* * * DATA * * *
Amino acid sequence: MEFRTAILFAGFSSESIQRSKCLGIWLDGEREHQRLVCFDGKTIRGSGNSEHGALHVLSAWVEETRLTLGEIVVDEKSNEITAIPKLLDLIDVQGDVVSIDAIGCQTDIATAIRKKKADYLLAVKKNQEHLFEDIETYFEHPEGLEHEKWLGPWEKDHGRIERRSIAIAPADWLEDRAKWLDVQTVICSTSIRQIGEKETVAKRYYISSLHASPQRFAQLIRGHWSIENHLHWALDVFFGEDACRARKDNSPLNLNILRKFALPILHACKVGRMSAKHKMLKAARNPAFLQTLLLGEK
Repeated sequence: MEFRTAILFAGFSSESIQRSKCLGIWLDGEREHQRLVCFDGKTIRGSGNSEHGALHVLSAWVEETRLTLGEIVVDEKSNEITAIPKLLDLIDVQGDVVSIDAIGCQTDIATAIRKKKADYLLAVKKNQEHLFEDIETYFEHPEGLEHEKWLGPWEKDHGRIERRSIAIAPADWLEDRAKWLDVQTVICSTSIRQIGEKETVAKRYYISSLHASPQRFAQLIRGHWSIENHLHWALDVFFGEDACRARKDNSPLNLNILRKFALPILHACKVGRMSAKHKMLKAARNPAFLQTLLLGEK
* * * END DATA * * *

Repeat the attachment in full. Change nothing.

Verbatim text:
Amino acid sequence: MEFRTAILFAGFSSESIQRSKCLGIWLDGEREHQRLVCFDGKTIRGSGNSEHGALHVLSAWVEETRLTLGEIVVDEKSNEITAIPKLLDLIDVQGDVVSIDAIGCQTDIATAIRKKKADYLLAVKKNQEHLFEDIETYFEHPEGLEHEKWLGPWEKDHGRIERRSIAIAPADWLEDRAKWLDVQTVICSTSIRQIGEKETVAKRYYISSLHASPQRFAQLIRGHWSIENHLHWALDVFFGEDACRARKDNSPLNLNILRKFALPILHACKVGRMSAKHKMLKAARNPAFLQTLLLGEK
Repeated sequence: MEFRTAILFAGFSSESIQRSKCLGIWLDGEREHQRLVCFDGKTIRGSGNSEHGALHVLSAWVEETRLTLGEIVVDEKSNEITAIPKLLDLIDVQGDVVSIDAIGCQTDIATAIRKKKADYLLAVKKNQEHLFEDIETYFEHPEGLEHEKWLGPWEKDHGRIERRSIAIAPADWLEDRAKWLDVQTVICSTSIRQIGEKETVAKRYYISSLHASPQRFAQLIRGHWSIENHLHWALDVFFGEDACRARKDNSPLNLNILRKFALPILHACKVGRMSAKHKMLKAARNPAFLQTLLLGEK